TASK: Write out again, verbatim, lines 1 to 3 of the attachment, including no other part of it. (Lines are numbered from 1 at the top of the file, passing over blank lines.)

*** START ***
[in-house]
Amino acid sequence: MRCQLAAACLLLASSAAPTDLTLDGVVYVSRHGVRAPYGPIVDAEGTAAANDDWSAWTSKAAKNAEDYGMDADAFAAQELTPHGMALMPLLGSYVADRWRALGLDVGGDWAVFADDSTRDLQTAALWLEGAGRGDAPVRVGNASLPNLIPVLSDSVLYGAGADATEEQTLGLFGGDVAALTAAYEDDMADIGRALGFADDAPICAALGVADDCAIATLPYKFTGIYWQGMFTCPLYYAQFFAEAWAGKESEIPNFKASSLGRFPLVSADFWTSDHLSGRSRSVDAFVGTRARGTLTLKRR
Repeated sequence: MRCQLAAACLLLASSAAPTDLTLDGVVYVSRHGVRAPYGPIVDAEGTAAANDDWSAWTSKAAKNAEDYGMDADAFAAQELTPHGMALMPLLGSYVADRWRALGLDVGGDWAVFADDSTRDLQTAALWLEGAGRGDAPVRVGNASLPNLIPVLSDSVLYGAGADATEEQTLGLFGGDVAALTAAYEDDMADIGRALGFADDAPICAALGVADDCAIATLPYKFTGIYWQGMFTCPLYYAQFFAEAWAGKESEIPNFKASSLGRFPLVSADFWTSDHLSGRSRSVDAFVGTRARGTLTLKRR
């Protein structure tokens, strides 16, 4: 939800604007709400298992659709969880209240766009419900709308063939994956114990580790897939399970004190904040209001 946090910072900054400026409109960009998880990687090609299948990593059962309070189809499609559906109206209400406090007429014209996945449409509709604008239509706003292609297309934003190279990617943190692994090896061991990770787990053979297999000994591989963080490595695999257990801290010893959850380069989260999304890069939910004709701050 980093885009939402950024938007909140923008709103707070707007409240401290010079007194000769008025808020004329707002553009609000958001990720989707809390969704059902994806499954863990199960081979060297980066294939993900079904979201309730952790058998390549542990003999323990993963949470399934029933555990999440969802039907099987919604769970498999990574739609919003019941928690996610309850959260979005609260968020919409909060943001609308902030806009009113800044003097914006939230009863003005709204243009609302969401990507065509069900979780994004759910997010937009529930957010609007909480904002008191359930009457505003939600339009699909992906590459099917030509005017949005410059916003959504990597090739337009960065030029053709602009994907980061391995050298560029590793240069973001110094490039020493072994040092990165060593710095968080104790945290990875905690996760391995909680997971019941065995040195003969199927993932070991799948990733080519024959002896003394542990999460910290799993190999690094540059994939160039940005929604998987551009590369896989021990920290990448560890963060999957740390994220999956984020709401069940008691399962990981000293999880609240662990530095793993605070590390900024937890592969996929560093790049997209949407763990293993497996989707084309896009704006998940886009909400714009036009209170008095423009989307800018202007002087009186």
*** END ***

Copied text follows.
[in-house]
Amino acid sequence: MRCQLAAACLLLASSAAPTDLTLDGVVYVSRHGVRAPYGPIVDAEGTAAANDDWSAWTSKAAKNAEDYGMDADAFAAQELTPHGMALMPLLGSYVADRWRALGLDVGGDWAVFADDSTRDLQTAALWLEGAGRGDAPVRVGNASLPNLIPVLSDSVLYGAGADATEEQTLGLFGGDVAALTAAYEDDMADIGRALGFADDAPICAALGVADDCAIATLPYKFTGIYWQGMFTCPLYYAQFFAEAWAGKESEIPNFKASSLGRFPLVSADFWTSDHLSGRSRSVDAFVGTRARGTLTLKRR
Repeated sequence: MRCQLAAACLLLASSAAPTDLTLDGVVYVSRHGVRAPYGPIVDAEGTAAANDDWSAWTSKAAKNAEDYGMDADAFAAQELTPHGMALMPLLGSYVADRWRALGLDVGGDWAVFADDSTRDLQTAALWLEGAGRGDAPVRVGNASLPNLIPVLSDSVLYGAGADATEEQTLGLFGGDVAALTAAYEDDMADIGRALGFADDAPICAALGVADDCAIATLPYKFTGIYWQGMFTCPLYYAQFFAEAWAGKESEIPNFKASSLGRFPLVSADFWTSDHLSGRSRSVDAFVGTRARGTLTLKRR